Linda Grant’s new novel Upstairs at the Party is set in a futurist university in the early 70s. The new students find themselves on a campus that’s so different from their normal lives it seems to influence their behaviour. Their horizons are stretched, and they behave in a way they’d never dare at home.
The narrator says it was like being “a lab rat in a giant social experiment,” and although the novel has a tragic twist, the architecture encourages a sense of freedom that is liberating and new.
These days, new university buildings seem light years away from York University designed by Andrew Derbyshire in the 1960s, and where Grant’s novel is allegedly set.
Architects were so busy – £100m a year was spent on building universities in the mid-60s – that they could pick and choose their clients. These days it’s estate managers who choose them, and in the same way as they select in-house caterers, by price and from a list put together by accountants.
Speaking at an archiboo talk earlier this year, Malcolm Reading, from architectural competitions consultants MRC, singled out the higher education sector as “not really interested in proper competitions” owing to the expense. This is shocking when you consider that the Russell Group, which represents 24 of the UK’s top universities, plans to spend £9 billion on new facilities over the next five years.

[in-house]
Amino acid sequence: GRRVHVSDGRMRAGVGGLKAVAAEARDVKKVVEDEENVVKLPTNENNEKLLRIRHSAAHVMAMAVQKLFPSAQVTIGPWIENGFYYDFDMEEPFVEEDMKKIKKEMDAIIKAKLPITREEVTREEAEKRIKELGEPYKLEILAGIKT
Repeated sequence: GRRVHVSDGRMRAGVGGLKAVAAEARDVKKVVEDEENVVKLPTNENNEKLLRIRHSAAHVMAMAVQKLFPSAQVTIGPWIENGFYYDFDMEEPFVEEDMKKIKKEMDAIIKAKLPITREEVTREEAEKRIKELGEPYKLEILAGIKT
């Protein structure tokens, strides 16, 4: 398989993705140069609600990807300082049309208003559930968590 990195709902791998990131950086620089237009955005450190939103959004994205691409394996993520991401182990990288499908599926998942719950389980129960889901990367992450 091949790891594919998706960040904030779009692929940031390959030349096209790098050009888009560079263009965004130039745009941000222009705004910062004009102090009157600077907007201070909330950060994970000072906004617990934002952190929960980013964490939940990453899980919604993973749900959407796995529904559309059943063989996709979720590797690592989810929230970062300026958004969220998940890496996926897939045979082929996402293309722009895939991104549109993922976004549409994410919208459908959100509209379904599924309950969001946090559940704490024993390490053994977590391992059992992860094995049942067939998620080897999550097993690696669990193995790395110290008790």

Sadly The Russell Group’s legacy threatens to be buildings so bland they could be anywhere. A new university research centre in the UK is now indistinguishable from one being built in South Korea. And instead of thrilling architecture that expressed the principles of a state-funded education, the new campus has about much character as a business park, which is really the point.
One university that’s bucking the trend is the London School of Economics (LSE), whose Saw Swee Hock Student Centre by architects O’Donnell and Tuomey has been shortlisted for the Stirling Prize, which will be awarded on 16 October.
Archiboo has secured Julian Robinson, director of planning and development at the LSE, for one of its breakfast talks this week on 8 October: ‘Higher Education – an opportunity or challenge’. He’ll explain the background to the current boom in higher education spending, tips on how to get a foot in the door, and his own view on why the sector remains so worryingly risk averse.